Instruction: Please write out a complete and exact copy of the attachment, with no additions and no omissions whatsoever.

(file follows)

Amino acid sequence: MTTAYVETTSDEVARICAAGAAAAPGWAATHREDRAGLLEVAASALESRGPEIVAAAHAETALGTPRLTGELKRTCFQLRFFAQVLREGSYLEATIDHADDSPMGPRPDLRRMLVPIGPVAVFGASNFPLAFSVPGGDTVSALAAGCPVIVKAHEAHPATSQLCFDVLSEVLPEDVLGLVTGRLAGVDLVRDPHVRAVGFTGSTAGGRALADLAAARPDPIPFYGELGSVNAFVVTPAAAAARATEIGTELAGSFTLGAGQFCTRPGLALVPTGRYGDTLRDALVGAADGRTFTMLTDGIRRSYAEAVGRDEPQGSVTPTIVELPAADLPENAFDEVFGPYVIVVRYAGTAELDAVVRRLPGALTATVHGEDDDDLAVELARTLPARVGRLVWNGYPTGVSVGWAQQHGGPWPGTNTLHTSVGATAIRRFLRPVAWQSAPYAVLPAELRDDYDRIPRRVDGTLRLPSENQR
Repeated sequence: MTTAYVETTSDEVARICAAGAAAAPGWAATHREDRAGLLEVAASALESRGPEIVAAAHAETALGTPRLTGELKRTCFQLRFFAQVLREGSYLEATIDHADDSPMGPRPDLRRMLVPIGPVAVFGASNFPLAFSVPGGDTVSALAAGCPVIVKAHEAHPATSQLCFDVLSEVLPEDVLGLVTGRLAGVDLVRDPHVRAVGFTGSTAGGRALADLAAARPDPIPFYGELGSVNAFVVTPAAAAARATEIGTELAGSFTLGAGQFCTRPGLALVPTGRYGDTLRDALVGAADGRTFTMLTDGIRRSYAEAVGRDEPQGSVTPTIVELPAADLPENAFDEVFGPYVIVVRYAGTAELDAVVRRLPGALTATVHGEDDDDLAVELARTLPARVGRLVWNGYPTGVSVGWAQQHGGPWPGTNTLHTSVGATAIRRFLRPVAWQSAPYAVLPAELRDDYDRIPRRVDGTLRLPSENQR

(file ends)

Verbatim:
Amino acid sequence: MTTAYVETTSDEVARICAAGAAAAPGWAATHREDRAGLLEVAASALESRGPEIVAAAHAETALGTPRLTGELKRTCFQLRFFAQVLREGSYLEATIDHADDSPMGPRPDLRRMLVPIGPVAVFGASNFPLAFSVPGGDTVSALAAGCPVIVKAHEAHPATSQLCFDVLSEVLPEDVLGLVTGRLAGVDLVRDPHVRAVGFTGSTAGGRALADLAAARPDPIPFYGELGSVNAFVVTPAAAAARATEIGTELAGSFTLGAGQFCTRPGLALVPTGRYGDTLRDALVGAADGRTFTMLTDGIRRSYAEAVGRDEPQGSVTPTIVELPAADLPENAFDEVFGPYVIVVRYAGTAELDAVVRRLPGALTATVHGEDDDDLAVELARTLPARVGRLVWNGYPTGVSVGWAQQHGGPWPGTNTLHTSVGATAIRRFLRPVAWQSAPYAVLPAELRDDYDRIPRRVDGTLRLPSENQR
Repeated sequence: MTTAYVETTSDEVARICAAGAAAAPGWAATHREDRAGLLEVAASALESRGPEIVAAAHAETALGTPRLTGELKRTCFQLRFFAQVLREGSYLEATIDHADDSPMGPRPDLRRMLVPIGPVAVFGASNFPLAFSVPGGDTVSALAAGCPVIVKAHEAHPATSQLCFDVLSEVLPEDVLGLVTGRLAGVDLVRDPHVRAVGFTGSTAGGRALADLAAARPDPIPFYGELGSVNAFVVTPAAAAARATEIGTELAGSFTLGAGQFCTRPGLALVPTGRYGDTLRDALVGAADGRTFTMLTDGIRRSYAEAVGRDEPQGSVTPTIVELPAADLPENAFDEVFGPYVIVVRYAGTAELDAVVRRLPGALTATVHGEDDDDLAVELARTLPARVGRLVWNGYPTGVSVGWAQQHGGPWPGTNTLHTSVGATAIRRFLRPVAWQSAPYAVLPAELRDDYDRIPRRVDGTLRLPSENQR